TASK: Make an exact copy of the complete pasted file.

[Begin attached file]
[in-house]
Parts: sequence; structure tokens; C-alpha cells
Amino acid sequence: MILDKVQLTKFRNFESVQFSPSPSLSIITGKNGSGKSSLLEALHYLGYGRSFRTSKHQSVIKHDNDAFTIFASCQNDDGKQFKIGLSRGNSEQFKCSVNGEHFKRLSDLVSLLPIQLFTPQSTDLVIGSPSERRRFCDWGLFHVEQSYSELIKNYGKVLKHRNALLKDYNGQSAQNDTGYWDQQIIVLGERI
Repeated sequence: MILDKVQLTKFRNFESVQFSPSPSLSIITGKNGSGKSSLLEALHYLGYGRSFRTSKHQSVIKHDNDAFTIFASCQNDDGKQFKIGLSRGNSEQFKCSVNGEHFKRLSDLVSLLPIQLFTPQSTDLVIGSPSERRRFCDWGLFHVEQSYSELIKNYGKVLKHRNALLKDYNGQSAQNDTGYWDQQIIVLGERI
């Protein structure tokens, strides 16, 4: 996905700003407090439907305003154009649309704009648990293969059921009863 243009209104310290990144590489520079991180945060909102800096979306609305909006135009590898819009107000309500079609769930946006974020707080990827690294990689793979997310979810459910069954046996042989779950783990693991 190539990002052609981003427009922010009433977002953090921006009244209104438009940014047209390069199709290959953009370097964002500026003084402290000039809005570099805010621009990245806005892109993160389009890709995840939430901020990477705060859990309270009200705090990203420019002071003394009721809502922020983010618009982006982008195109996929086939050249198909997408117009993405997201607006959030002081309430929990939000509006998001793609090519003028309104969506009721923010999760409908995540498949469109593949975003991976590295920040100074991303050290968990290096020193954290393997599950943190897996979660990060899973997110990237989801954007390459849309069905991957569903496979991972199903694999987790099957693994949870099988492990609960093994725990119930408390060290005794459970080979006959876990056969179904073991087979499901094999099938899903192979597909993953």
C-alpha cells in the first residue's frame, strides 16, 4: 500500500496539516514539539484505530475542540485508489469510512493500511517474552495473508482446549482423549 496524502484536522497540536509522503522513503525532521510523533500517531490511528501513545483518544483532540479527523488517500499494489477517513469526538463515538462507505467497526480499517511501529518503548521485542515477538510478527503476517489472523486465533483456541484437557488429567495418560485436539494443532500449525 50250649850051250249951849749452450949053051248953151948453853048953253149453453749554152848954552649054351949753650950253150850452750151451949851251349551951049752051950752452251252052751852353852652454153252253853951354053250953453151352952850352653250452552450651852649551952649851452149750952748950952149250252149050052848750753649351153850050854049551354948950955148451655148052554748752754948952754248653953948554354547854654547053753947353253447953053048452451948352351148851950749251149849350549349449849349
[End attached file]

[in-house]
Parts: sequence; structure tokens; C-alpha cells
Amino acid sequence: MILDKVQLTKFRNFESVQFSPSPSLSIITGKNGSGKSSLLEALHYLGYGRSFRTSKHQSVIKHDNDAFTIFASCQNDDGKQFKIGLSRGNSEQFKCSVNGEHFKRLSDLVSLLPIQLFTPQSTDLVIGSPSERRRFCDWGLFHVEQSYSELIKNYGKVLKHRNALLKDYNGQSAQNDTGYWDQQIIVLGERI
Repeated sequence: MILDKVQLTKFRNFESVQFSPSPSLSIITGKNGSGKSSLLEALHYLGYGRSFRTSKHQSVIKHDNDAFTIFASCQNDDGKQFKIGLSRGNSEQFKCSVNGEHFKRLSDLVSLLPIQLFTPQSTDLVIGSPSERRRFCDWGLFHVEQSYSELIKNYGKVLKHRNALLKDYNGQSAQNDTGYWDQQIIVLGERI
């Protein structure tokens, strides 16, 4: 996905700003407090439907305003154009649309704009648990293969059921009863 243009209104310290990144590489520079991180945060909102800096979306609305909006135009590898819009107000309500079609769930946006974020707080990827690294990689793979997310979810459910069954046996042989779950783990693991 190539990002052609981003427009922010009433977002953090921006009244209104438009940014047209390069199709290959953009370097964002500026003084402290000039809005570099805010621009990245806005892109993160389009890709995840939430901020990477705060859990309270009200705090990203420019002071003394009721809502922020983010618009982006982008195109996929086939050249198909997408117009993405997201607006959030002081309430929990939000509006998001793609090519003028309104969506009721923010999760409908995540498949469109593949975003991976590295920040100074991303050290968990290096020193954290393997599950943190897996979660990060899973997110990237989801954007390459849309069905991957569903496979991972199903694999987790099957693994949870099988492990609960093994725990119930408390060290005794459970080979006959876990056969179904073991087979499901094999099938899903192979597909993953």
C-alpha cells in the first residue's frame, strides 16, 4: 500500500496539516514539539484505530475542540485508489469510512493500511517474552495473508482446549482423549 496524502484536522497540536509522503522513503525532521510523533500517531490511528501513545483518544483532540479527523488517500499494489477517513469526538463515538462507505467497526480499517511501529518503548521485542515477538510478527503476517489472523486465533483456541484437557488429567495418560485436539494443532500449525 50250649850051250249951849749452450949053051248953151948453853048953253149453453749554152848954552649054351949753650950253150850452750151451949851251349551951049752051950752452251252052751852353852652454153252253853951354053250953453151352952850352653250452552450651852649551952649851452149750952748950952149250252149050052848750753649351153850050854049551354948950955148451655148052554748752754948952754248653953948554354547854654547053753947353253447953053048452451948352351148851950749251149849350549349449849349